As part of our Special Feature on Brigadoon this issue we have included
an excellent piece by one of the Brigadoon guides, Paul "Turbo" McGrath.
"To Strike or not to Strike"
I've had the distinct pleasure of spending hundreds of hours pursuing the Trophy Trout which patrol the sacred waters of Brigadoon. There are many questions about how to be successful on the magical Soque River. One of the most frequent questions is "Should I use a strike indicator?" I'd like to address this question and share some insights and ideas with you.
First, what is a strike indicator? A strike indicator can be just about anything that is positioned at some point on the tippet. Its purpose is to identify when a trout has taken the submerged fly. Strike indicators can be another fly tied above a nymph or wet fly. There are many styles of manufactured indicators. Sticky foam, yarn, little plastic floats all can be used as indicators.
I'll be the first person to tell you, "You do what you do best." but I also have my opinion. I've seen some fisherpeople who were flawless in their technique. There is nothing wrong with using a style which has been perfected. On the other hand, lets talk about the other 98% of us who have not reached this stage of perfection and look at the options.
First, let's discuss some of the most frequent problems. The indicator is positioned at some point above the fly, this in itself determines the depth at which the fly will sink. Unless the indicator is moved constantly it will limit how effectively you are fishing. As all of you know, we have a wide variety of water. There are plenty of deep holes and lots of shallow fast water. Ml of the water is very fertile and can hold the huge fish that Brigadoon is known for. From my experience, the most successful anglers are those who can keep the fly bouncing off the bottom, although there has been plenty of fish caught on dry flies. Everyone will see some top water feeding but don't forget this fly is also passing over hundreds of bottom dwelling, nymph feeding trophy fish. Second, let's talk about casting. Those of you who I've had the pleasure of sharing some time with know that I say "If you get the fly there you will get the strike". I've tried to fish strike indicators but I can't consistently get it where I want it. The indicator lobs and floats through the air erratically. Consequently folks end up not getting the fly into the feeding channel or strike zone.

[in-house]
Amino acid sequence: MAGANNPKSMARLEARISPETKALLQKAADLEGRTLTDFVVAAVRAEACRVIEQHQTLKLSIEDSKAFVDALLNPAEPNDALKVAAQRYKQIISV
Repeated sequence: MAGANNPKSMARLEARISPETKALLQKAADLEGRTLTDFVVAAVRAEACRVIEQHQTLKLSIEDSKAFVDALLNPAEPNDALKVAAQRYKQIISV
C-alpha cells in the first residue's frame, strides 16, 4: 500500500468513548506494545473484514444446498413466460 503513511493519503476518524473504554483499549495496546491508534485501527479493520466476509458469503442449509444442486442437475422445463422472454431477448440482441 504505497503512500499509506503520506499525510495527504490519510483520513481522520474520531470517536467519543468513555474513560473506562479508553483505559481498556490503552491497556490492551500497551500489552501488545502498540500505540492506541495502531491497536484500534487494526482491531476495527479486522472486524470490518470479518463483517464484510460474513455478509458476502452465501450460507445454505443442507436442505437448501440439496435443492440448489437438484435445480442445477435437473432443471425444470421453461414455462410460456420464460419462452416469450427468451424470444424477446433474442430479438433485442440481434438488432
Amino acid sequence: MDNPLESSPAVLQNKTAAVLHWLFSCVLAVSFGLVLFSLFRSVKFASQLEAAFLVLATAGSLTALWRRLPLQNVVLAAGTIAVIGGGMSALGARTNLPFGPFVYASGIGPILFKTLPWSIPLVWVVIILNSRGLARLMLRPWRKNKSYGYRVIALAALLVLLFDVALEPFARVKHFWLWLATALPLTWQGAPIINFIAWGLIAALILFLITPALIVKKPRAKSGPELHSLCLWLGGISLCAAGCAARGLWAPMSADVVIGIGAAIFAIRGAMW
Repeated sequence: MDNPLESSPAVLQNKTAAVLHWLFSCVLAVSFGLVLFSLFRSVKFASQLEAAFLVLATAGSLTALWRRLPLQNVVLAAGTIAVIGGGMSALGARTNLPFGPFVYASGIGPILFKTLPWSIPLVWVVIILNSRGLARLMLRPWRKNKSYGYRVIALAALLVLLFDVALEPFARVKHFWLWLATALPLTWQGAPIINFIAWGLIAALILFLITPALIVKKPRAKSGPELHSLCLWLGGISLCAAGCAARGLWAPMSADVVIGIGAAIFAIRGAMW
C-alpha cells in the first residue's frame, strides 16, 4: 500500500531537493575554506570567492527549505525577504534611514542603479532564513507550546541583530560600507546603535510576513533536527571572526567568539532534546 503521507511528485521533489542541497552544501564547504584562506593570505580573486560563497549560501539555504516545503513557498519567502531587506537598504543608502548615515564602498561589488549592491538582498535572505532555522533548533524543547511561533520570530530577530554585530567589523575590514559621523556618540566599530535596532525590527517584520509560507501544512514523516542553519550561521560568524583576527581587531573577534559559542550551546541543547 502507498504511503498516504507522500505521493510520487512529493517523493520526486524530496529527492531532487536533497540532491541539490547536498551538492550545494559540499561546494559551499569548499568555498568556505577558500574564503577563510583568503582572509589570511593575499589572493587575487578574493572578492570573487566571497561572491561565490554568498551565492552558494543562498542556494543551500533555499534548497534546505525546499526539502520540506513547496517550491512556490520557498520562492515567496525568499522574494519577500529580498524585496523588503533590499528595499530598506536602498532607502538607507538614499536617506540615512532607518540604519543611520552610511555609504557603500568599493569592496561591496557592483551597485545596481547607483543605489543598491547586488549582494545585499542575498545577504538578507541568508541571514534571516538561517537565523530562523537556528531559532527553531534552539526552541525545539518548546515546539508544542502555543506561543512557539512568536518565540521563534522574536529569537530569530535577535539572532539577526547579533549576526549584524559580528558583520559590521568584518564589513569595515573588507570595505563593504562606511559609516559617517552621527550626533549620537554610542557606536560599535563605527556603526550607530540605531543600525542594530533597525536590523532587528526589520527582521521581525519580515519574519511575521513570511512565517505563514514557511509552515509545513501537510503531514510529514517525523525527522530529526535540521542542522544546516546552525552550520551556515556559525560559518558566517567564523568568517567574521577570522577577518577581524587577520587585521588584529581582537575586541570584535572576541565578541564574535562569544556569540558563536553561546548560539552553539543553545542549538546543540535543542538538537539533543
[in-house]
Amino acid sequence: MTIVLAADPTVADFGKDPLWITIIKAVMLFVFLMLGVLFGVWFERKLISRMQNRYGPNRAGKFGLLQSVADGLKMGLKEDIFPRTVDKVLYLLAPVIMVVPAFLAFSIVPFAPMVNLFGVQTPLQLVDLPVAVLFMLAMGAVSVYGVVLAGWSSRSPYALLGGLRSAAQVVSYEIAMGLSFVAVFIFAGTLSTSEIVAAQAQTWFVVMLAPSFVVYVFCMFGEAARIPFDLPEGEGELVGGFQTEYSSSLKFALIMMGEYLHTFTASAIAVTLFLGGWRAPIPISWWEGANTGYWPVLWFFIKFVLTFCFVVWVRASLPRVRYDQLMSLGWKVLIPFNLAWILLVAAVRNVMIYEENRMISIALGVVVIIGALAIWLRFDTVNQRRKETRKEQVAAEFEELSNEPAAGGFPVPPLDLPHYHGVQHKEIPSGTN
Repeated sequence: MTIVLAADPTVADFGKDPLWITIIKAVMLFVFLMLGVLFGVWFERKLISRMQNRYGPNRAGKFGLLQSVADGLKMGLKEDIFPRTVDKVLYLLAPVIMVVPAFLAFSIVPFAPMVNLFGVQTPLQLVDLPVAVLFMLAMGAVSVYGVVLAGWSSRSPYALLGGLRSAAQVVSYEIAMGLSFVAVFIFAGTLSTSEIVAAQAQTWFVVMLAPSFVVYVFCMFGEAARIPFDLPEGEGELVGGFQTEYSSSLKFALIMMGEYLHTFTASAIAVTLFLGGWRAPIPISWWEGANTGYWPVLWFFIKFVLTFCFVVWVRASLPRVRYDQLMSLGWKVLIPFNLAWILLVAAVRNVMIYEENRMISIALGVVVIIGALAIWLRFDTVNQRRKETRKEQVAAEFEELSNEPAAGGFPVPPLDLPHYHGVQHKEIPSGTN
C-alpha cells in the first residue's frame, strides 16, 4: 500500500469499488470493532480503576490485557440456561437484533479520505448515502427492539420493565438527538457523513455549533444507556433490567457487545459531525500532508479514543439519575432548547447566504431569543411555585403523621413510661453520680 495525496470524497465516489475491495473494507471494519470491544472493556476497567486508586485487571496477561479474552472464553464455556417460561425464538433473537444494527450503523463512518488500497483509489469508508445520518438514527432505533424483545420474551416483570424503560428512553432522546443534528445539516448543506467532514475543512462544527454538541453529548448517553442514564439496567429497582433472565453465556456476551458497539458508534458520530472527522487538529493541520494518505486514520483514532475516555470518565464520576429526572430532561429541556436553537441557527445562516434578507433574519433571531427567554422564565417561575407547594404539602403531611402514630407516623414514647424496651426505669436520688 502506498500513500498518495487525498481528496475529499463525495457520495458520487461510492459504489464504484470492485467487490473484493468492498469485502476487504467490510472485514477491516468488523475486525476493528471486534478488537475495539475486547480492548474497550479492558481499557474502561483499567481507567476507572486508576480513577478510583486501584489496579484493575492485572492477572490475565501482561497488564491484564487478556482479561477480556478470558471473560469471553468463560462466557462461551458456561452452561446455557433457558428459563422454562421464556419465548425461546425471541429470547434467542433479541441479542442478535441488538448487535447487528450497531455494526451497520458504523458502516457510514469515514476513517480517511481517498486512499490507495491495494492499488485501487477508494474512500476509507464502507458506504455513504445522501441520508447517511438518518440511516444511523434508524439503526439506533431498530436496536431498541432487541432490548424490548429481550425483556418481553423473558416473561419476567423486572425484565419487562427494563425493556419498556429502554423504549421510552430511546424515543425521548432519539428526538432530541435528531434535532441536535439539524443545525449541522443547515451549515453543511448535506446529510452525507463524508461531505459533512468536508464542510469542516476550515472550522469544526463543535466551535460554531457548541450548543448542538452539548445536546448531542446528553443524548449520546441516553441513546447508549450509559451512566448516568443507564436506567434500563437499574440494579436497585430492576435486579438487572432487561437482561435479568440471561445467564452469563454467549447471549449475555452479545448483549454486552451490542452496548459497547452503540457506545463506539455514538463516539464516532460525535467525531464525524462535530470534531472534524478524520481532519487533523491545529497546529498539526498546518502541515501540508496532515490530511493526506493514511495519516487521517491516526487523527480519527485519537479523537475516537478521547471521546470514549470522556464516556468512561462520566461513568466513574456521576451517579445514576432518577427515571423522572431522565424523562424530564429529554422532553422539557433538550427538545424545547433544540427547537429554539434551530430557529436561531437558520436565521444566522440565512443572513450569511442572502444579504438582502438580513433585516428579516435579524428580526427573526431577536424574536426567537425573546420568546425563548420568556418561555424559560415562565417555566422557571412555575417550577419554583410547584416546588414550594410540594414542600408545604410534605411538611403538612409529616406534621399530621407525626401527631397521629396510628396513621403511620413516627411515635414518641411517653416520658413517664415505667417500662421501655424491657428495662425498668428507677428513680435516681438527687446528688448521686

This leads me to my tip in this issue of GuideLines. I prefer floating, high visibility fly lines. More importantly, I like very bright nylon braided butt sections. Since I frequently fish weighted nymphs and split shot, this requires a different approach. Heavier fly line (5 - 7wt.) and shorter tippets. This setup allows you to get the mass of the line closer to the fly. Long tippets and heavy flies collapse the line and make casting very difficult.
Hope you enjoy your next trip to the hallowed waters of Brigadoon and when the question comes up about using a strike indicator try getting your flies to the bottom and watch the end of the line. Remember, keep your rod at about ten o'clock and follow your fly downstream. Try this tip and I'll see your smiling face with a huge trophy trout in the Brigadoon scrapbook.
While visiting Brigadoon in August I had the great pleasure of speaking with Rebekah Stewart, the owner of Brigadoon, here is what she had to say!
Can you tell me a little about the history of BRIGADOON, how did you acquire the land?
I spotted a "for-sale" sign on the road as I was driving home from Lake Rabun one Sunday afternoon nine years ago. I pulled over, scrambled down the bank and walked up the river bed to view the land since it was impenetrable with virgin forest. Thinking it was a bargain I bought the property the next morning. I was wrong about the "bargain" part.